Making a folded pen or cola pen

Barbara Close taught her students how to make a folded pen, also known as a cola pen (yes, as in soda pop). A fellow student, Juan, graciously posed for the step-by-step photos.

  1. First we cut the strip of sheet metal Barbara supplied according to a pattern:
Hand-made folded pen, shape to cut

Hand-made folded pen, shape to cut

2. We put the pattern on the sheet metal and cut it out:

Hand-made folded pen, cutting out nib with pattern

Hand-made folded pen, cutting out nib with pattern

3. Here is the piece once it was cut. It is still unfinished:

Hand-made folded pen, metal nib cut out

Hand-made folded pen, metal nib cut out

4. The piece is then folded around a dowel. A pencil works just fine! So now you know where the “folded” part comes from:

Hand-made folded pen, folding metal around handle

Hand-made folded pen, folding metal around handle

5. On the paper pattern, we draw the outline of the final shape and place it around the sheet metal to cut out:

Hand-made folded pen, cutting nib into final shape

Hand-made folded pen, cutting nib into final shape

6. Here is the piece on the pencil, tightly crimped to stay put:

Hand-made folded pen, metal folded into place

Hand-made folded pen, metal folded into place

7. We added plenty of tape to hold the nib in place:

Hand-made folded pen, tape being attached

Hand-made folded pen, tape being attached

8. Here is the final piece, ready to dip in your favorite media and use:

Hand-made folded pen, finished

Hand-made folded pen, finished

I had created a pen a year earlier, but the metal was from a soda can. So that’s where we get the name cola pen from:

Hand-made Cola pen forged from a soda can

Hand-made Cola pen forged from a soda can

For homework, I used the pen to create a word in a sentence. Here’s the project I turned in. I used the cola pen to write Glory with green ink, then used a broad edge pen to write the top lettering in gold gouache. I applied colored pencil and pastels to the piece to brighten it up. I applied the pastel with a stick containing Q-tip-like ball on the end. (Pastels and sticks came from Stampin-UP! It is no longer in production.)

Psalms 102.16, using broad nib nib and cola pen

Psalms 102.16, using broad nib nib and cola pen

Barbara had announced that a library in Whittier, CA will display calligraphy pieces during the month of November. Since it is the month of Thanksgiving, it had the theme of gratitude. I had an idea at the last minute (well, after the last minute — so it will be put up after the showing starts), and borrowed the idea above to create the artwork below:

In Everything Give Thanks, with pointed pen nib and cola pen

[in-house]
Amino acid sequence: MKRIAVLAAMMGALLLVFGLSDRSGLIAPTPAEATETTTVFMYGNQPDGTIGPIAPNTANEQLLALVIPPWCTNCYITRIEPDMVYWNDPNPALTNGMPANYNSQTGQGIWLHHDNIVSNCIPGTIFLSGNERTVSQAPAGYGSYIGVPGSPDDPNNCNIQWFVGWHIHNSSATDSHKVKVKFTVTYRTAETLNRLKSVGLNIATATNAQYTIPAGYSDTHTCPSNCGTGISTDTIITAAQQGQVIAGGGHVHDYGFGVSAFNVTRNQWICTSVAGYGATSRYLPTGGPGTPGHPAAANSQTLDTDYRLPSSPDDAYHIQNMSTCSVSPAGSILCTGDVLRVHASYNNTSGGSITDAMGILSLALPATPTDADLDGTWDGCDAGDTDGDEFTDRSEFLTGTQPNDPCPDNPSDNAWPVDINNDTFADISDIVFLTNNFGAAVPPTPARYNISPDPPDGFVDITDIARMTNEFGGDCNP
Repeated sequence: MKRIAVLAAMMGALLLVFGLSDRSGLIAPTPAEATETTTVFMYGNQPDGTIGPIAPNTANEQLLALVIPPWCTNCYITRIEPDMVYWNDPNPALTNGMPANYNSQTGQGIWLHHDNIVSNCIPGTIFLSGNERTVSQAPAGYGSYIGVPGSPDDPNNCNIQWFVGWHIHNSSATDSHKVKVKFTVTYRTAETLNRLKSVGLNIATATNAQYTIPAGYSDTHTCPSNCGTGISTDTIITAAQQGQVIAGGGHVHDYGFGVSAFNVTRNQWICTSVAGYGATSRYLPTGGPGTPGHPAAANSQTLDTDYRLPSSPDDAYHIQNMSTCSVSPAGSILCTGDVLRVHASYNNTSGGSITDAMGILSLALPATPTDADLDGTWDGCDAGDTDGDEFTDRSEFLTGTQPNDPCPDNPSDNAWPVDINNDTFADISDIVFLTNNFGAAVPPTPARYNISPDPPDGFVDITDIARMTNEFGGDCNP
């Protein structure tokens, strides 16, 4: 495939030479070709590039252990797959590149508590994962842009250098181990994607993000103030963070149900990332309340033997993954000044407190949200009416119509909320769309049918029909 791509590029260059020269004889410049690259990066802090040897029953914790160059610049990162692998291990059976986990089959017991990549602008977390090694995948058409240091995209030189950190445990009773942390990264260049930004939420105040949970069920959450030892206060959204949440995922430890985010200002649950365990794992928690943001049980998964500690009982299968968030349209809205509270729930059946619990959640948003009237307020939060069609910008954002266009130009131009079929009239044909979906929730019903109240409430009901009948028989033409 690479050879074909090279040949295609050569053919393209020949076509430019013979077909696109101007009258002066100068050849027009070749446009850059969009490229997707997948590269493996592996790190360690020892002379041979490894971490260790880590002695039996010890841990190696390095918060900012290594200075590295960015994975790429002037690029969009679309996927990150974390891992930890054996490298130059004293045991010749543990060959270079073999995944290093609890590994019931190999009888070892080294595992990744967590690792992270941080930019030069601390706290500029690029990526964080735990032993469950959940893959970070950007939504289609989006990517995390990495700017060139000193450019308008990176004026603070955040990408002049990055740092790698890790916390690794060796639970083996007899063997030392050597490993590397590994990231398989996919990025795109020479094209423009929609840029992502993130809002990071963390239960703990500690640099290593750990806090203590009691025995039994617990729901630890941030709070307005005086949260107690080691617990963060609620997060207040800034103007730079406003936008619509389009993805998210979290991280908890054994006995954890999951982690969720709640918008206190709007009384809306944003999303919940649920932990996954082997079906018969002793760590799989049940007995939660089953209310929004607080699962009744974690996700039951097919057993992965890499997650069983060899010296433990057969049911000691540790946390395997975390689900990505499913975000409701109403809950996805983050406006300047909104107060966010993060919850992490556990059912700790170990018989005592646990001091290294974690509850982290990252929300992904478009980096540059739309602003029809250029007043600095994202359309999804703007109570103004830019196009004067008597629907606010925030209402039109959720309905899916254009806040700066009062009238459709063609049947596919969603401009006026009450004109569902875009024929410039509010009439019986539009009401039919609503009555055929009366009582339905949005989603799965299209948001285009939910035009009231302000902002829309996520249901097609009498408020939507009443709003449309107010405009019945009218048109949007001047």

In Everything Give Thanks, with pointed pen nib and cola pen

I dipped the cola pen into a tray of red gouache and formed the T. I cleaned the pen and dipped it in the blue gouache for the h, cleaned it, and so on through the word. Because it was so watery, the colors merged where the letters overlapped. Then I applied pastels and colored pencil around it. The top lettering was done with a pointed pen with Moon Palace Sumi Ink.

Now I’m off to find a frame for it!

About Steve Husting

Steve Husting is a mild webmaster by day and fearless writer by night. He is deaf, loves making calligraphy, hiking, terrific movies, and making the Bible's message clear to his readers. His devotionals are regularly published in Daily Devotionals for the Deaf, and his latest apps are sold in the iTunes App Store. His self-published Christian and calligraphy books are on lulu.com/spotlight/stevehusting
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2 Responses to Making a folded pen or cola pen

  1. Hello Steve,
    I am an artist and currently doing a painting and want to add calligraphy. I love your lettering Thou Art the Christ and would like to try my lettering with that same font and with the “broken up” or nonperfect letters. What font is that? Did you use the cola pen for this? (Do you have a true to size pattern for the pen you could share? I so also like you Thanks shown above, what font is that? The message I am trying to convey in the painting is for those women considering abortion to consider the life of the child and that God will help them. I am going to use Esperanto language because it is an universal language and this is universal. I have done calligraphy before, just not much of it. Thank you so much, you work is amazing. God bless.

    • Steve Husting says:

      The broken up lettering was accomplished by using a broad-edged nib on very rough watercolor paper. So the non-places at the edges of the lines correspond to dips in the paper the ink did not fill.

      By Thanks, I assume you mean the Thanks in In Everything Give Thanks. That word was created with a folded pen with water only, then dropping watercolor into place with a brush, causing the color to spread. After it dried, I used mainly colored pencils to add small details throughout.

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